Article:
Saturday, January 31, 2009


I love to get around on my Masi singlespeed. Its probably my favorite bike. Oh yes, riding the Litespeed is a thrill, but you can't toodle around on a Litespeed. Well I suppose you can, but it would be hard.

St. Louis isn't particularly hilly, but it does have some Hills (with a capital "H"). The Speciale Fixed make of Masi is more of a track bike, with the track geometry and spec. It came with a 48T front chainring and a 16T rear cog. That's OK for spinning around the park, but in traffic the gearing is a little steep. There have been times when I needed to Get On It, and even as strong as I've become with the bike, I can't move it fast enough in certain situations to feel safe (and not prevent knee surgery, anyway). It was time to talk to the mechanics at LBS.

LBS employs a few singlespeed affectionados, and we had a lot to talk about. In the end we decided that a 46T chainring would do the trick. They had a few in stock and set about making the swap. A few minutes into the work the mechanic discovered something: the Touro crank will only accept the 48T chainring that comes with it (something about the bevel). This was confirmed by looking through the SRAM catalog, and surfing out to the SRAM site. Of course the Touro doesn't even appear on the SRAM site any more. I surfed a little more and found this post confirming what we already knew. By that time, the mechanics had already suggested the same work-around and swapped the 16T freewheel for a 18T.

Now a new problem: the Masi also comes with some off-brand of chain. Since LBS didn't have the proper links in stock to lengthen my existing chain, I was forced to buy a new one. So, Masiguy: why the Touro crank?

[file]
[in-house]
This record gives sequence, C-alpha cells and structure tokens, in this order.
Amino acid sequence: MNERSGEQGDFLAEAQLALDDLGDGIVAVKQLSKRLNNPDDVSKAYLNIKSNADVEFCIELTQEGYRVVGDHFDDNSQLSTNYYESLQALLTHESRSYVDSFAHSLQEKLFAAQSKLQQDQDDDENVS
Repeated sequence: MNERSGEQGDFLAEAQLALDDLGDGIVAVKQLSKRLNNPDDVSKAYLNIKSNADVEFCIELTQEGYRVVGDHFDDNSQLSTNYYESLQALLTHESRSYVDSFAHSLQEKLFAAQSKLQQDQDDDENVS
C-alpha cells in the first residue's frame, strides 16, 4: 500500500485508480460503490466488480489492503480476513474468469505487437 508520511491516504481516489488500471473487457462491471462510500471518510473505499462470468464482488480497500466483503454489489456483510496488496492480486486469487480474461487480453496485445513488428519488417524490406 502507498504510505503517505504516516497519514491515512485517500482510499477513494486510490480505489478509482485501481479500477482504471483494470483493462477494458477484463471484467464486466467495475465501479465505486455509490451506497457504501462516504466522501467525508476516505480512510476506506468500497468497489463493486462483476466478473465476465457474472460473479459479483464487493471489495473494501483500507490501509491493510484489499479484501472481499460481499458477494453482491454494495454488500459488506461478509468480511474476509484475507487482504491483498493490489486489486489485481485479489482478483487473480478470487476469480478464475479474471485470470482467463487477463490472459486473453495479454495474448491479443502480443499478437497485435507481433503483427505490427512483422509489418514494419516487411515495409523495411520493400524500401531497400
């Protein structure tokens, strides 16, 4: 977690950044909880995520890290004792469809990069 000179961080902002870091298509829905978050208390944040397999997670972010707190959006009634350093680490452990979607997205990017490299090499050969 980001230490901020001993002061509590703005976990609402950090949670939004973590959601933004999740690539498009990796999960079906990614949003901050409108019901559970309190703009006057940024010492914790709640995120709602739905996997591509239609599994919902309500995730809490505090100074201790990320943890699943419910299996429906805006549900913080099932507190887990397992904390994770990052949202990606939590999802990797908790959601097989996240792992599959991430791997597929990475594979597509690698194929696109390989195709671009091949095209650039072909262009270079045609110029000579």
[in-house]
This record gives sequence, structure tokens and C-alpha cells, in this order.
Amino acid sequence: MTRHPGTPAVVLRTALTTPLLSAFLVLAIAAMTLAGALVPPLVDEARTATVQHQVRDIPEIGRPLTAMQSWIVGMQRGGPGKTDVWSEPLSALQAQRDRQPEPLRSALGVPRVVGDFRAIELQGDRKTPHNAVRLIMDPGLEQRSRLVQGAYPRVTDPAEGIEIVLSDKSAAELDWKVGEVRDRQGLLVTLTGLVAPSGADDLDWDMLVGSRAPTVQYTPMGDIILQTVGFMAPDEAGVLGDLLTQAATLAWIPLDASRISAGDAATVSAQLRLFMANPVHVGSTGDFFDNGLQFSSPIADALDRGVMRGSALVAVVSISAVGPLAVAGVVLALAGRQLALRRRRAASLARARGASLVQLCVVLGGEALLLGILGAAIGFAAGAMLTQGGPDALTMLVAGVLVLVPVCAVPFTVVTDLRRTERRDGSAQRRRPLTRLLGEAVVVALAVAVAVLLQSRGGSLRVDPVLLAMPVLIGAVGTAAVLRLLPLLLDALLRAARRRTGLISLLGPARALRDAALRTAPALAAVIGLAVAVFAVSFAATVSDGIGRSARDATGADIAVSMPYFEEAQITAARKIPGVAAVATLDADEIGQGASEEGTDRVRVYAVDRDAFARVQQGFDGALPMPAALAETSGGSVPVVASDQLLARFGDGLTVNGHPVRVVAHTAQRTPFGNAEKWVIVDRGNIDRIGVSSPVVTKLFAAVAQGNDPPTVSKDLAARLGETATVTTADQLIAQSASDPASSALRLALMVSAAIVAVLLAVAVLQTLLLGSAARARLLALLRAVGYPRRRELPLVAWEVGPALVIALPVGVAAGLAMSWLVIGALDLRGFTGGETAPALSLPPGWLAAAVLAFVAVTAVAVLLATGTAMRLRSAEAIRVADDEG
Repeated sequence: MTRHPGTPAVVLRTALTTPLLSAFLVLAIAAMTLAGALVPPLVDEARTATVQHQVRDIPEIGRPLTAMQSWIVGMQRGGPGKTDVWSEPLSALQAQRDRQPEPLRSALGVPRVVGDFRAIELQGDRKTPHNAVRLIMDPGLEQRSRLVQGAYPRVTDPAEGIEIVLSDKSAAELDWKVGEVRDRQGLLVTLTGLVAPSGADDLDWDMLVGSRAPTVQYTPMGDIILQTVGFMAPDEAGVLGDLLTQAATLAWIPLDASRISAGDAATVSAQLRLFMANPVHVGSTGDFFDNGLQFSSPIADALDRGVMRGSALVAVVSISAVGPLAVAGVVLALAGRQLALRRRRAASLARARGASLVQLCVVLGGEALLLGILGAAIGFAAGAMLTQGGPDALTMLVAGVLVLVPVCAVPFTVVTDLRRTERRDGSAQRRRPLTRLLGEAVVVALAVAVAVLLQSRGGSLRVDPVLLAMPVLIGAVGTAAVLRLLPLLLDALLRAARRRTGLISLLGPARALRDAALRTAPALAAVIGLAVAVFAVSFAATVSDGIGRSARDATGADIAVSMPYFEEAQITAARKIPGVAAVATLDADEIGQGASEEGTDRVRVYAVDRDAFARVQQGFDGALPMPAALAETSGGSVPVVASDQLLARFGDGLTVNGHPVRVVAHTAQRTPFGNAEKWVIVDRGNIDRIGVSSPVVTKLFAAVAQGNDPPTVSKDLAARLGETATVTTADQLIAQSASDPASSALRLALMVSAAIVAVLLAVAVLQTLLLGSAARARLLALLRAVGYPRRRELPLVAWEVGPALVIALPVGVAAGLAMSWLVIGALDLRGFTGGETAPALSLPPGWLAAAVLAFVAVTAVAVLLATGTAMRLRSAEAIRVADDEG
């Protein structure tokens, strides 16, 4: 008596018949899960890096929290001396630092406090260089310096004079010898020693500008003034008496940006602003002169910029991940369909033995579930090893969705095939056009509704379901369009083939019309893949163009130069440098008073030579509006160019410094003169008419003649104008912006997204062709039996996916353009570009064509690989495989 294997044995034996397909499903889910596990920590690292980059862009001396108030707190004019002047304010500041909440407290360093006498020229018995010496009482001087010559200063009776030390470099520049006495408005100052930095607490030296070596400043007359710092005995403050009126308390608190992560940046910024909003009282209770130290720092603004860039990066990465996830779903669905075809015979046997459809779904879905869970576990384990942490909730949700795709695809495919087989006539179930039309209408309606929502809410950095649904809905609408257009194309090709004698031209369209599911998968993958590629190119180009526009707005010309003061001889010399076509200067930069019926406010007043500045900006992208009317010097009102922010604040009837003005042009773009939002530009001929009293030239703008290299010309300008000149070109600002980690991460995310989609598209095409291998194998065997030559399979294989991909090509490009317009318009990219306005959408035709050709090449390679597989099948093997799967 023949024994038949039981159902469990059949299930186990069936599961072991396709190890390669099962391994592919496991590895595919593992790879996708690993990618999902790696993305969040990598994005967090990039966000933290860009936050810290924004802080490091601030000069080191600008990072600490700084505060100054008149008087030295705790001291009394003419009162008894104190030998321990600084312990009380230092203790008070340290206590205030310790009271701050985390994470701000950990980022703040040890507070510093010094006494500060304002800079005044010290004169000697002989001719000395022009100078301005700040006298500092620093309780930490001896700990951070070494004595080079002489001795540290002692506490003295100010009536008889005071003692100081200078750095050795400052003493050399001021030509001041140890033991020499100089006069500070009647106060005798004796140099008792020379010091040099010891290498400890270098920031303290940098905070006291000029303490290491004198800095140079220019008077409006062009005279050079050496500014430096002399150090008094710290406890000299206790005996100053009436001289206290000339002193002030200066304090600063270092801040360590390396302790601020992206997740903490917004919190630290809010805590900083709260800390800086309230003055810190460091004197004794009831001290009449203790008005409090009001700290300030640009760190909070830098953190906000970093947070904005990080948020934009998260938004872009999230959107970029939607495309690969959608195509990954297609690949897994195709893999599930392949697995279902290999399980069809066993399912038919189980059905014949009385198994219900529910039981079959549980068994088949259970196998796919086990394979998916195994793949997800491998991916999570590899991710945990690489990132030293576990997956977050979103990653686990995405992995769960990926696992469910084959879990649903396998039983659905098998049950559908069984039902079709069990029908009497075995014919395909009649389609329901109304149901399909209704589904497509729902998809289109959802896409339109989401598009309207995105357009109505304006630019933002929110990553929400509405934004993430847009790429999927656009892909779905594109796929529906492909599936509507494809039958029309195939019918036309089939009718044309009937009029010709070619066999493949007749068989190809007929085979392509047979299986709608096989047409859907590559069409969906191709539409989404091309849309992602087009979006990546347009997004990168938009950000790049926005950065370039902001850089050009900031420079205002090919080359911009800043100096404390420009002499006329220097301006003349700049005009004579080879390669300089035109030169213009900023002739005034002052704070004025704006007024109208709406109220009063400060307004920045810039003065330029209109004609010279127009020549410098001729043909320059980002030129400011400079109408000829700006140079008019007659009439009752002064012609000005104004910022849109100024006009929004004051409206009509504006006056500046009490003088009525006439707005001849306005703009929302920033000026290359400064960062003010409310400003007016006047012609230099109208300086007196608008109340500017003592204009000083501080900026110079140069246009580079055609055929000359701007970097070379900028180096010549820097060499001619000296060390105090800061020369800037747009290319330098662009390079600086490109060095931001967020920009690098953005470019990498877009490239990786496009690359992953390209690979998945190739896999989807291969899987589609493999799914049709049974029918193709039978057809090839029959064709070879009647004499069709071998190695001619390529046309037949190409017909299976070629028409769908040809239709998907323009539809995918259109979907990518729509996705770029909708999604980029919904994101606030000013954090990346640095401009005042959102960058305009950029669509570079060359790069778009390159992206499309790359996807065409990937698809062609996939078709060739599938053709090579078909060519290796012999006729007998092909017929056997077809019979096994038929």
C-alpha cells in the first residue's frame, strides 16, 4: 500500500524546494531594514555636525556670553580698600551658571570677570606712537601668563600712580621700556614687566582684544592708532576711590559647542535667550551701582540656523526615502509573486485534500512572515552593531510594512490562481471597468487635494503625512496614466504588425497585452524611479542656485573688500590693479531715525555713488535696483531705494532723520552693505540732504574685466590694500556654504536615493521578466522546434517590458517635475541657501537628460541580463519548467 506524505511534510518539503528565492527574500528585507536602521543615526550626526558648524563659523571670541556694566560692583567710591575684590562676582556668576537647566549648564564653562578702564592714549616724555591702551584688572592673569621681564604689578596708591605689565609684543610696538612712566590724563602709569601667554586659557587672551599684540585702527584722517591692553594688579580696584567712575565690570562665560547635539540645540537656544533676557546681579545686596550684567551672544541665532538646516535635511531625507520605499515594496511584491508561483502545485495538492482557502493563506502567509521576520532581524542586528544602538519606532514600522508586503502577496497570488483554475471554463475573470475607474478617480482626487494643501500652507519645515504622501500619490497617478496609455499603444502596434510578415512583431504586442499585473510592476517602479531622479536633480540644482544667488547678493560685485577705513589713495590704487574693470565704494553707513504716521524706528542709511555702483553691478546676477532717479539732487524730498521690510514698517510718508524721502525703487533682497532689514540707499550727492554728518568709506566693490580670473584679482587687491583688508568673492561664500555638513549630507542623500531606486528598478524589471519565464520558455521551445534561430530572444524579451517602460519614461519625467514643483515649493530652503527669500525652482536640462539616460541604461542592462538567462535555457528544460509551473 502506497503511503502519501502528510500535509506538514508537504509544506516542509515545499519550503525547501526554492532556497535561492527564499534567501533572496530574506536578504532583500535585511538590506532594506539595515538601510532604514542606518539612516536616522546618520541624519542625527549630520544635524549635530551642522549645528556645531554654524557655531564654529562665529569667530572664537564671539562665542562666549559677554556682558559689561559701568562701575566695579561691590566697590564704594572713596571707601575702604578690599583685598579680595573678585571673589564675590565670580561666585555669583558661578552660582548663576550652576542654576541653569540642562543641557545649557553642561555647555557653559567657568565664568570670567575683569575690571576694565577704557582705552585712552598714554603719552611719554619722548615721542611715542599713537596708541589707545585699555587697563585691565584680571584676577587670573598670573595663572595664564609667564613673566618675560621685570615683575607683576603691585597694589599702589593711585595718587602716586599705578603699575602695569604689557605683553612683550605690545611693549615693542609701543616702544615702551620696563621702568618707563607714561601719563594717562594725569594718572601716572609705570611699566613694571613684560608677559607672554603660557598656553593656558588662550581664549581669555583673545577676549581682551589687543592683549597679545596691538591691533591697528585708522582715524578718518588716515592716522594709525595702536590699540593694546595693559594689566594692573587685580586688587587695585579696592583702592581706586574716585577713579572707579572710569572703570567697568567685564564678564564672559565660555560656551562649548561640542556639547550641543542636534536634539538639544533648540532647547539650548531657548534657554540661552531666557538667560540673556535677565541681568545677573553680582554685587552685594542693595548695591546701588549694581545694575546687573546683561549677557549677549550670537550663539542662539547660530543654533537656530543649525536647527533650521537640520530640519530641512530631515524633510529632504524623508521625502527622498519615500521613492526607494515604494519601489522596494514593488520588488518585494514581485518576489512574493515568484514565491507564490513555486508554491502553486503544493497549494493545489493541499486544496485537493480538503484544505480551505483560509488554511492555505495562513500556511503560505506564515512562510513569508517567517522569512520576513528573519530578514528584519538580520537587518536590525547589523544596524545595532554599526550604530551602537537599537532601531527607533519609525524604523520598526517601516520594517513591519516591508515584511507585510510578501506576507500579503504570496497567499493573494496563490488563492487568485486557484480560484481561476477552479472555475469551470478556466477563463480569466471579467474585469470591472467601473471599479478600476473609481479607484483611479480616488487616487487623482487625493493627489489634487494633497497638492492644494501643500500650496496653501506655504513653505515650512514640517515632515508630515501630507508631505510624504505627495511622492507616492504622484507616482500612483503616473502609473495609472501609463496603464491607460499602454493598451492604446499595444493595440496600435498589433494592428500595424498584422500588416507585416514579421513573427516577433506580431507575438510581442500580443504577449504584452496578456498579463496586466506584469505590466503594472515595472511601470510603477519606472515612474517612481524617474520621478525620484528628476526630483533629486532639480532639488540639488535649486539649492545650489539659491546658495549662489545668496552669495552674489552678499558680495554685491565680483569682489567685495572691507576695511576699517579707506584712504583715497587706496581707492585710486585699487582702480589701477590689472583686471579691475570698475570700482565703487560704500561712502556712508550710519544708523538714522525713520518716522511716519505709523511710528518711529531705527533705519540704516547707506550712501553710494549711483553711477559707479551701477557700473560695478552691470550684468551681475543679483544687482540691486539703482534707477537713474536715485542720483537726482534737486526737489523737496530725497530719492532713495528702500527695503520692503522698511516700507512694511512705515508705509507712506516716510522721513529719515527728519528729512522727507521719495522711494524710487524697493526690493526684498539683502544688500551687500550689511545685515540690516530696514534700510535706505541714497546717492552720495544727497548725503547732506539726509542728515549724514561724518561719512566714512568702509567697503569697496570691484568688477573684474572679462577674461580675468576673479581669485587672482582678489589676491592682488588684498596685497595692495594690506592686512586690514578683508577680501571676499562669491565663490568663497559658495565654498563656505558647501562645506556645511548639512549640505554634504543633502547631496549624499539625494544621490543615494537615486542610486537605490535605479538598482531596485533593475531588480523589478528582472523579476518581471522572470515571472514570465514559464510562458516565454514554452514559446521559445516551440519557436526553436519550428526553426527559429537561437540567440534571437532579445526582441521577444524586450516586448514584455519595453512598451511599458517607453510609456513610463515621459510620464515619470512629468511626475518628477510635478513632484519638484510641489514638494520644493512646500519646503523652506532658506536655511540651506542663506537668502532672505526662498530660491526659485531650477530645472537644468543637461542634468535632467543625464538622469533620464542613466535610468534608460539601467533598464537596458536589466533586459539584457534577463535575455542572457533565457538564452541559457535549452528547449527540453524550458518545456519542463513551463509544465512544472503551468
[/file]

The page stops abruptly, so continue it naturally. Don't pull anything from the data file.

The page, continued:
In the end I'm rolling phat. That is to say, toodling with a little more confidence. It cost me a bit more than I expected, but I have just the right amount of Go (<-- is that the right way to say that?) in traffic.
Other Adjustments
One of the things I love about the Masi is the jump-on-and-go platform pedals, but the shoes I normally wear to ride, lets say I'd be better off bare-footed. I tend to pad around in these. They're comfortable and warm, especially in the winter, but the sole is really floppy. I decided I'd made-do long enough and wanted to replace them with stiffer-soled commuter shoes. Unfortunately, LBS didn't have any in my size, so I was forced to shop around. In the end I found these at Mesa Cycles. They're a bit flashier than I wanted, but they're really comfortable, warm, and feel great on platform pedals. Not to mention that I can wear them in the house and not be threatened with a horrible death.
I might have been the only rider in St. Louis not on his bike today. Yes, I missed a 60 degree January day. It happens sometimes.

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